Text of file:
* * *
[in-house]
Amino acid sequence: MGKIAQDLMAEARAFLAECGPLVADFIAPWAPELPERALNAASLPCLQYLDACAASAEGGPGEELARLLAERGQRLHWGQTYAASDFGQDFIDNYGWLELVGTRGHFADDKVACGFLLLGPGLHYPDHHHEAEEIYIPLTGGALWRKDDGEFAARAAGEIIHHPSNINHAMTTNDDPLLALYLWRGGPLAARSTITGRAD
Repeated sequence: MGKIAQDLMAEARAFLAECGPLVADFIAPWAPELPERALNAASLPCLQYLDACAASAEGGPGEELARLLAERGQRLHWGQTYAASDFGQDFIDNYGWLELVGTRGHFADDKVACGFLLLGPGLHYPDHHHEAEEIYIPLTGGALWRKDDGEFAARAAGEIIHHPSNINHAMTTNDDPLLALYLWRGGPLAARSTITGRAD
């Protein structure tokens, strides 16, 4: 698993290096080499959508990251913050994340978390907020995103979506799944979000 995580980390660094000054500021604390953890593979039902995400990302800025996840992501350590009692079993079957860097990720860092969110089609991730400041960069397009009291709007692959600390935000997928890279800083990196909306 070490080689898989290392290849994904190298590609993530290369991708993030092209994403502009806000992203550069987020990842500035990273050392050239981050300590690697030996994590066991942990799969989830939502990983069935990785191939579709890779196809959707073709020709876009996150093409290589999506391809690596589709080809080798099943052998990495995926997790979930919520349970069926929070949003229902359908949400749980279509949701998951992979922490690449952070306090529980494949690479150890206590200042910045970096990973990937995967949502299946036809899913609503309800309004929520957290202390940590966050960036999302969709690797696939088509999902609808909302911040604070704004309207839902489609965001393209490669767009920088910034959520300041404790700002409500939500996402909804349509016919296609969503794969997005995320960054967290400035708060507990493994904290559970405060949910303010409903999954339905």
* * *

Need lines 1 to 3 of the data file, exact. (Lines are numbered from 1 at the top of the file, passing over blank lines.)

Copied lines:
[in-house]
Amino acid sequence: MGKIAQDLMAEARAFLAECGPLVADFIAPWAPELPERALNAASLPCLQYLDACAASAEGGPGEELARLLAERGQRLHWGQTYAASDFGQDFIDNYGWLELVGTRGHFADDKVACGFLLLGPGLHYPDHHHEAEEIYIPLTGGALWRKDDGEFAARAAGEIIHHPSNINHAMTTNDDPLLALYLWRGGPLAARSTITGRAD
Repeated sequence: MGKIAQDLMAEARAFLAECGPLVADFIAPWAPELPERALNAASLPCLQYLDACAASAEGGPGEELARLLAERGQRLHWGQTYAASDFGQDFIDNYGWLELVGTRGHFADDKVACGFLLLGPGLHYPDHHHEAEEIYIPLTGGALWRKDDGEFAARAAGEIIHHPSNINHAMTTNDDPLLALYLWRGGPLAARSTITGRAD